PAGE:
Evidently, pointing with alarm to that Japanese example
is the all-purpose argument used by the “elite” to argue for
keeping “the pedal to the metal” in terms of macroeconomic stimulus.
Look how disastrously Greenspan’s economic push ended.
Now the Times wants more of
the voodoo economics favored by, say, its columnist Paul Krugman.

So what could be done in that situation described above,
where the U.S. ran out of suckers buyers for its securities?
The alternatives that have been stated
by people who have considered such a possibility are either
default or inflating the debt away.
Either of those alternatives is, I believe, far worse than
merely the prospect of a decade of economic stagnation.
But evidently either
the New York Times believes those wouldn’t be so bad,
they believe they are all but impossible, in which case they are surely wrong.

More cause and effect in our ever-expanding "war"
by Glenn Greenwald
Salon.com, 2010-01-07

[Here is Greenwald’s complete article,
sans most of his links, but with some added emphasis.]


If it is taboo to discuss
how America’s actions in the Middle East cause Terrorism --
and it generally is --
that taboo is far stronger still when it comes to
specifically discussing how
our blind, endless enabling of Israeli actions
fuels Terrorism directed at the U.S.

An article in yesterday’s New York Times
examined the life of Humam Khalil Abu Mulal al-Balawi,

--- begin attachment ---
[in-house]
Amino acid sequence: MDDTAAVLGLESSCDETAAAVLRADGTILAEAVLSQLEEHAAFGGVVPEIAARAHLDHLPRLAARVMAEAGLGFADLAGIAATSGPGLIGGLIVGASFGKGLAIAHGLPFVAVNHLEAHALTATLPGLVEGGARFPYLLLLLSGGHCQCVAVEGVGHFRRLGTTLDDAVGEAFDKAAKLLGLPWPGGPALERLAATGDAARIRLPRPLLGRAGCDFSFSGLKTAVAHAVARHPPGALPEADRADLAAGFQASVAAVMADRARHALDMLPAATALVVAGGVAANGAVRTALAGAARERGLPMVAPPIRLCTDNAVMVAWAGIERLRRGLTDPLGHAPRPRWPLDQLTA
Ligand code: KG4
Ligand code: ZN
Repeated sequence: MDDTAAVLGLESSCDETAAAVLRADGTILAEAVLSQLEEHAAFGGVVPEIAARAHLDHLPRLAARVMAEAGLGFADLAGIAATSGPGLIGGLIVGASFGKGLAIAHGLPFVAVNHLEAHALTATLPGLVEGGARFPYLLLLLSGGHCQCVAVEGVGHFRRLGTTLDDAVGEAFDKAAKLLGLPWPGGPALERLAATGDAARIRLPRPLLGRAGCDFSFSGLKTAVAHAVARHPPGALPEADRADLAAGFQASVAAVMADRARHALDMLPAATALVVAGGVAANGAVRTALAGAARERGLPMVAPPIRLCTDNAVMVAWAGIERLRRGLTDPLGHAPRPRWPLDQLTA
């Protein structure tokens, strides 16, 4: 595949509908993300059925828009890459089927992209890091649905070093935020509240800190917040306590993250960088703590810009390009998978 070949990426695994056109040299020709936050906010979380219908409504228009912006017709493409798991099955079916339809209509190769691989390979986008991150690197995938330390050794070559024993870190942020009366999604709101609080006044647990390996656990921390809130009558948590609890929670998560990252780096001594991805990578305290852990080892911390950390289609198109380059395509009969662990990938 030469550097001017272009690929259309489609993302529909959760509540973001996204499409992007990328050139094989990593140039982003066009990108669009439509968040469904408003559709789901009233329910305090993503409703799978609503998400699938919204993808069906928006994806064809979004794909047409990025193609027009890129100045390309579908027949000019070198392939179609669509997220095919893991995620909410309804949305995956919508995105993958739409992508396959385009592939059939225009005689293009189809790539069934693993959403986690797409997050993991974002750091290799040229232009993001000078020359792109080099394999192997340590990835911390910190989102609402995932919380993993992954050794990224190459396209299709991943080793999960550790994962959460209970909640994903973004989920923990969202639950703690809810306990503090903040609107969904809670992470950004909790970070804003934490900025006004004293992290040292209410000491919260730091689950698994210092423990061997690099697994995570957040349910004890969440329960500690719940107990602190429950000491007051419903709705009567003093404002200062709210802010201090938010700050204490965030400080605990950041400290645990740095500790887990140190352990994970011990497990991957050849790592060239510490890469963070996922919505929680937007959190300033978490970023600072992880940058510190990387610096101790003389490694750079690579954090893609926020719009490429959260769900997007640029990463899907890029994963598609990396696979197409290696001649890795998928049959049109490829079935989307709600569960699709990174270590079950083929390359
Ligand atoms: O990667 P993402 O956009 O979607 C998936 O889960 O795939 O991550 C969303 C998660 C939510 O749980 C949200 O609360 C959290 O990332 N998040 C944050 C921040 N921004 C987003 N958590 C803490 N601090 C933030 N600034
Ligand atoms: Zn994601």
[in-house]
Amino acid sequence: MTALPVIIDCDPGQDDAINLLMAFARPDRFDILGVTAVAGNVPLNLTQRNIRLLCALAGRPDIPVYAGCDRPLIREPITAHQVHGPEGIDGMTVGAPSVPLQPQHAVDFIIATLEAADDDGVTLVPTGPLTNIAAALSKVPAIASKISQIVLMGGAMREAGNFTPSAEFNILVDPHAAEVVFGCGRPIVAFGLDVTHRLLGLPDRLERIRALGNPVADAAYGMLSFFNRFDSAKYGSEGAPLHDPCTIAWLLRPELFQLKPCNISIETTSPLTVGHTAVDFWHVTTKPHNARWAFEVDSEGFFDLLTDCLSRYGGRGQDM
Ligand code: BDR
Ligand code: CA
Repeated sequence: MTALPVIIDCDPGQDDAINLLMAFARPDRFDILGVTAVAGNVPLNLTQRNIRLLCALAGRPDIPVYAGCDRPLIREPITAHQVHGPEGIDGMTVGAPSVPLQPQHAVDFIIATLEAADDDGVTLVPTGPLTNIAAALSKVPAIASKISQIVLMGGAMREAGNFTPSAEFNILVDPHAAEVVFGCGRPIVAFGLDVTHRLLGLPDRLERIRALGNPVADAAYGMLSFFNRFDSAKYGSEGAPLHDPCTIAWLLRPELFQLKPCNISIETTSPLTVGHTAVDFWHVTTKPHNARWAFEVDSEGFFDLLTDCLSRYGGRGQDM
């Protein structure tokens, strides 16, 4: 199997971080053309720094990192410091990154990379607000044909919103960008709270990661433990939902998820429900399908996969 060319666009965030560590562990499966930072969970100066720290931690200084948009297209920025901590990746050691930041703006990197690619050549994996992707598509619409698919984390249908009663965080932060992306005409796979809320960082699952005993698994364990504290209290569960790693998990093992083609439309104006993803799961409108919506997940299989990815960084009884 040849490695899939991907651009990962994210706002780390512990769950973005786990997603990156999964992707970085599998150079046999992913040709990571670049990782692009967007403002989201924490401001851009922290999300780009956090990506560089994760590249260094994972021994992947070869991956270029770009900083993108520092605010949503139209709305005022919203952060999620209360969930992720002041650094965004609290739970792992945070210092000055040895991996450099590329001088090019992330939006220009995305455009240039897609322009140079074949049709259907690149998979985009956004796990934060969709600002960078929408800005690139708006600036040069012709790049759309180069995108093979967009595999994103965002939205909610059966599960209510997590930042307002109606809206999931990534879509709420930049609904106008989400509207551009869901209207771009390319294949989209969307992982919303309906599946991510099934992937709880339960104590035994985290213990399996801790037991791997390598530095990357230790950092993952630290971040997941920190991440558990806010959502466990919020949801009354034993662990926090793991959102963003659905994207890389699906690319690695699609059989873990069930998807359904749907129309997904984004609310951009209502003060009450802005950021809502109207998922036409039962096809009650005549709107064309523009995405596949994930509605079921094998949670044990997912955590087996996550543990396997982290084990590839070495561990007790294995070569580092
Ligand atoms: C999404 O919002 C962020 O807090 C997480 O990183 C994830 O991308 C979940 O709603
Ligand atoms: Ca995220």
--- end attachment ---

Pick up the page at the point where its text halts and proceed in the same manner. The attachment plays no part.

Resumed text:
the Jordanian who blew himself up, along with 7 CIA agents,
in Afghanistan this week.
Why would Balawi -- a highly educated doctor,
who was specifically recruited by Jordanian intelligence officials
to infiltrate Al Qaeda on behalf of Western governments --
want to blow himself up
and murder as many American intelligence agents as possible?
The article provides this possible answer:
He [Balawi’s brother] described Mr. Balawi as
a “very good brother” and a “brilliant doctor,”
saying that the family knew nothing of
Mr. Balawi’s writings under a pseudonym on jihadi Web sites.
He said, however, that
his brother had been “changed”
by last year’s three-week-long Israeli offensive in Gaza,
which killed about 1,300 Palestinians.

An Associated Press discussion of the possible motives
of accused Christmas Day airline attacker Umar Faruk Abdulmutallab
contained this quite similar passage
(h/t Casual Observer):
Students and administrators at the institute
said Abdulmutallab was gregarious, had many Yemeni friends
and was not overtly extremist.
They noted, however, he was open about
his sympathies toward the Palestinians and
his anger over Israel’s actions in Gaza.

When the Saudi and Yemeni branches of Al Qaeda announced earlier this year
that they were unifying into “Al Qaeda of the Arabian Peninsula,”
they prominently featured rhetoric railing against the Israeli attack on Gaza,
“presented their campaign as part of the struggle to liberate Palestine,
since Israel and the Crusaders are one.”
So extreme is anger towards Israel over Gaza among Yemenis
that even that country’s President --